People were very grateful to have any jobs that paid small amounts of money so they could have access to the limited goods sold at the store (sort of like an army PX, but not nearly as well stocked) or to buy things from the Montgomery Ward or Sears Roebuck catalogs. Grandpa had various responsibilities at the center, the most important one being the foreman of the crew that built the auditorium for the school; Uncle Archie graduated in this auditorium. Grandma was the janitress at the toilet/shower, which took a few hours of her time every day. (I forgot to mention that when we first arrived at Gila the toilets weren't hooked up to a septic tank and were all overflowing, and the showers didn't work either.).

32-11-D was so cramped there was no privacy. We all slept on army cots under the 2 army issue khaki wool blankets everyone got. Somehow Grandma made pillows for us out of old clothes and Grandpa made a table and a chair out of discarded scraps of lumber; needless to say, these were not models of carpentry, but we were grateful to have them. There was an oil heater for winter but no fan in the summer. There was one wire in the center of the room for a light bulb an an outlet for ironing. There must have been a clothing allowance for each family, but I don't remember what it was--certainly the things we were allowed to bring from home couldn't have lasted for 3 years. An elementary-through jr. high and a high school were established soon after (that's how Grandpa got the job as foreman on the auditorium project). The teachers were all volunteers, mainly from the outside--nobody asked for teaching credentials--with a few from the older internees. We used discarded, tattered textbooks from the Arizona Department of Education. Eventually we were issued pencils and paper and the schools got some obsolete film and filmstrip projectors so the teachers could show us boring educational materials. The Caucasian principal tried hard to make the school as "normal" as possible, encouraging athletics and intramural contests, talent shows, student government. Later on the director of the relocation center managed to get fairly current movies to show the internees in a natural bowl set amidst the buttes (a long, dusty walk at night, and still hot--the movies were held only in the non rainy season). I actually saw a small cattle herd in the sagebrush with cowboys one summer--it was so hot the heat waves from the volatile oils in the sagebrush made the scene seem wavily unreal, except for the noise, dust and smell.

Most people took up some sort of gardening or art to pass the time and to make life bearable. The barracks had one outside water spigot per building, which enabled people to make small, narrow gardens of water- and heat-resistant plants and some vegetables and flowers that took daily care. Most religious leaders of various denominations tried to hold weekly services in the barrack that served as the office building for each block. (The office was also the only place with a telephone.) I lost my faith in the benevolence of God while we were in Arizona and never regained it. Grandpa and Grandma were basically Buddhists who accepted the Episcopal creed as payment for being in America, so I don't know whether they believed they had been abandoned by Buddha or not. My brothers and sister were more religious and went to services, which gave them them a social network I lacked. I hated the camp experience!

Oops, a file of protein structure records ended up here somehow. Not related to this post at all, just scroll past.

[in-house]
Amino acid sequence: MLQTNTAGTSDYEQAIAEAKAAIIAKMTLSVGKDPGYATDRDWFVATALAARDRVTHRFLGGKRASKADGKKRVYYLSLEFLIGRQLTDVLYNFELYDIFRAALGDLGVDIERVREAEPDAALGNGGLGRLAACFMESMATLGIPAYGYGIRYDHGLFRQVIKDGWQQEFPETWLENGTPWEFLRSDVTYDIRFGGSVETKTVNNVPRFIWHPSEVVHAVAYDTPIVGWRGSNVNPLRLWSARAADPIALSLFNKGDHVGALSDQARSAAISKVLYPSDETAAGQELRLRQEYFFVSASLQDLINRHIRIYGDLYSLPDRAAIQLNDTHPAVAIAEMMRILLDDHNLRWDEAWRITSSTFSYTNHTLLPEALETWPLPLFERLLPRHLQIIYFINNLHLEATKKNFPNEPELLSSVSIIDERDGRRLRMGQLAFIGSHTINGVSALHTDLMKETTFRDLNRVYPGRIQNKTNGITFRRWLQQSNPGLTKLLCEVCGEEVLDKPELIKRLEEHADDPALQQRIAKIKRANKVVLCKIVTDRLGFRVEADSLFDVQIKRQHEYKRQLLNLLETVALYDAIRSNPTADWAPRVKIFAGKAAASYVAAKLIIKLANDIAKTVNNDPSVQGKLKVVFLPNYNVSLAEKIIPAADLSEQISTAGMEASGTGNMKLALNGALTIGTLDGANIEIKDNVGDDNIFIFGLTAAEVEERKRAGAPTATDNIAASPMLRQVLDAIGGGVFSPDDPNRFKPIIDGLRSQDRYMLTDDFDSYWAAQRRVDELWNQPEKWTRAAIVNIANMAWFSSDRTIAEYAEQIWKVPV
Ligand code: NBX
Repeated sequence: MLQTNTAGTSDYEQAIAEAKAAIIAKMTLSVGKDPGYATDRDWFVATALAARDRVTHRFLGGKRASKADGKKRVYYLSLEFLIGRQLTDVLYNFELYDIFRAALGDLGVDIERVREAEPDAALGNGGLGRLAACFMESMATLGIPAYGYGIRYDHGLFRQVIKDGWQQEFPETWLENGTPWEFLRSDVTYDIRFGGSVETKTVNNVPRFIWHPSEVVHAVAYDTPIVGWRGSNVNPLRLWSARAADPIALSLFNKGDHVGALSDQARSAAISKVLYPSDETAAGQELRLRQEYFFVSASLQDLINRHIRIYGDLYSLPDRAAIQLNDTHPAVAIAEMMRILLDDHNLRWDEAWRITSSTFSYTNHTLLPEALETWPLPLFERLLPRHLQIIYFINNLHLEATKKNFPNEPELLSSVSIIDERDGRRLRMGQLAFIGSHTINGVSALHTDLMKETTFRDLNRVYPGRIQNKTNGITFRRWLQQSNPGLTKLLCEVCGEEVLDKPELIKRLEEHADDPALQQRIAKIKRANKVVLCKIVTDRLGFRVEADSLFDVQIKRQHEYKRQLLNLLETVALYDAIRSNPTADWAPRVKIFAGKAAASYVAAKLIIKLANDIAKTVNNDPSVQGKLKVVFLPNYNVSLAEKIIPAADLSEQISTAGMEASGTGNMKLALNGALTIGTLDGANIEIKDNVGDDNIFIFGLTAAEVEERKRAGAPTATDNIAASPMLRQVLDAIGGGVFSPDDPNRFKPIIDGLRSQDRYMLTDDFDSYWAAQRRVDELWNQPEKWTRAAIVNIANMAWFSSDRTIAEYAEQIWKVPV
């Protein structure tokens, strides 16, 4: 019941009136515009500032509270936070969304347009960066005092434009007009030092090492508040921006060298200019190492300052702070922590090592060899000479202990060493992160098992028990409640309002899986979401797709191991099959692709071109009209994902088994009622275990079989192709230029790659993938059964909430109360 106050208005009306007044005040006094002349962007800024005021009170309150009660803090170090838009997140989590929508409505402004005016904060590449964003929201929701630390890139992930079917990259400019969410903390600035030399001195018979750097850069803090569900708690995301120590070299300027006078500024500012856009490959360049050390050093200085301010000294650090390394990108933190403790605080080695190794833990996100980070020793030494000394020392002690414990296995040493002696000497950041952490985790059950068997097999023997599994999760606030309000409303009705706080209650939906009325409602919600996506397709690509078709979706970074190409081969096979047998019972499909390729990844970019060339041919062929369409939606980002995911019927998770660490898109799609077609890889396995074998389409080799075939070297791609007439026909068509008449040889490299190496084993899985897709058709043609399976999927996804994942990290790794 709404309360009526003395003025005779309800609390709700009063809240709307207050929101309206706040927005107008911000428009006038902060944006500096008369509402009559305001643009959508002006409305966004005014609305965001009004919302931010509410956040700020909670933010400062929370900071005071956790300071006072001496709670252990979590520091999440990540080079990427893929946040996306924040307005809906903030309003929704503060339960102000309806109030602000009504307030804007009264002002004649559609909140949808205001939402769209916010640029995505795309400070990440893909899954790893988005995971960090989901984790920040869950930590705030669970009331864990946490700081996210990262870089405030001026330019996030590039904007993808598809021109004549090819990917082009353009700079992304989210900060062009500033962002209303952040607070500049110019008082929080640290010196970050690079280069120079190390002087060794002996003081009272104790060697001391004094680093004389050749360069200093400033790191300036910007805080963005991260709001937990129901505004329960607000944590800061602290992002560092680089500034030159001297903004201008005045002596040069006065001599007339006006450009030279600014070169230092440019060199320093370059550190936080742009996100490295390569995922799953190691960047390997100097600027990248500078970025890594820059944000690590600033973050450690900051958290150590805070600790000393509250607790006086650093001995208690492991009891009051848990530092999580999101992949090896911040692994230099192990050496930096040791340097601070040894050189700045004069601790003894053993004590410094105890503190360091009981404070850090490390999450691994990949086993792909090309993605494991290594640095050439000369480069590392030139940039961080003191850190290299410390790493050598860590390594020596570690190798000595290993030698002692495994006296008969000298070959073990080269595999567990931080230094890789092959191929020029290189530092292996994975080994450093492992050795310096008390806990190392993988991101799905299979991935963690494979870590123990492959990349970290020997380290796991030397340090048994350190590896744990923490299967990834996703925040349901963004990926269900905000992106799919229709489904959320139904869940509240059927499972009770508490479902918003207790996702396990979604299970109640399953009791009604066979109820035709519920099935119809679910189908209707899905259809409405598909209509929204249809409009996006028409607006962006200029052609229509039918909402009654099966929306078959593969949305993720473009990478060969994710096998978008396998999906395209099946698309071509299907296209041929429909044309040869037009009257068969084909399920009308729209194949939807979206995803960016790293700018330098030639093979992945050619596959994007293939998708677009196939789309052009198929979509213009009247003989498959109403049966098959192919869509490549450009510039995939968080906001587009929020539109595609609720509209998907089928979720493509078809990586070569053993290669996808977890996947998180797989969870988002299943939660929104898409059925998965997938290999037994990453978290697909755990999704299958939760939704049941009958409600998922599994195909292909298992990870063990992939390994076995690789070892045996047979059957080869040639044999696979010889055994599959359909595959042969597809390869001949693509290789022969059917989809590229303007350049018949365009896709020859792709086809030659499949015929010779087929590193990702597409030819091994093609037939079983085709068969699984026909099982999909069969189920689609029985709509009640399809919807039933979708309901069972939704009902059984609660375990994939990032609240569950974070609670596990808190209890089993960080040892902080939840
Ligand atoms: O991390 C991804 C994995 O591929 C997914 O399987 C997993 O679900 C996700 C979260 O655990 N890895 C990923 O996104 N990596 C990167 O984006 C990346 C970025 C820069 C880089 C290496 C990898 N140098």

Many children who were born in the camp and knew no others except Orientals cried when they saw blue-eyed Caucasians. Traditionally devils in Japanese mythology have blue eyes. I don't ever recall seeing blacks (sorry, African-Americans, though that term was far in the future) or Latinos. The one time the school took us on a field trip to a nearby town an old man spit at us and cursed us, so I never wanted to take another trip outside again. In 1944 Grandpa volunteered to serve as an interpreter in the OSS; he had graduated from the University of California at Berkeley in his youth and was fluent in English, although to his dying day he omitted some articles (Japanese grammar lacks them). He went to Camp Lejeune (North Carolina?) and was made a captain, although he never was sent overseas as the war ended a year later. It must have been a very lonely, trying time for Grandma but she never complained (as a good Japanese wife, it was her lot to bear meekly whatever life gave her).

After the bombing of Hiroshima and Nagasaki the Japanese surrendered, peace was declared, and we were allowed to go back to our own neighborhoods. To this day I detest the desert for the unhappy memories being interned gave me, but after 50+ years I don't dwell on the injustices or the pain anymore. Life DOES go on.

Date: 2009-12-15 02:20 am (UTC)
From: [identity profile] loanwords.livejournal.com
I also did not know that your grandmother is Japanese-American... why did I not know this?

Date: 2009-12-15 07:09 am (UTC)
From: [identity profile] rainyhaze.livejournal.com
'Cause I don't talk about it? :D I dunno. When I was posting this, I thought about you and Dai.

(Also, I keyed mail for a Michelle Matsuura in Salt Lake today and that also made me think of you.)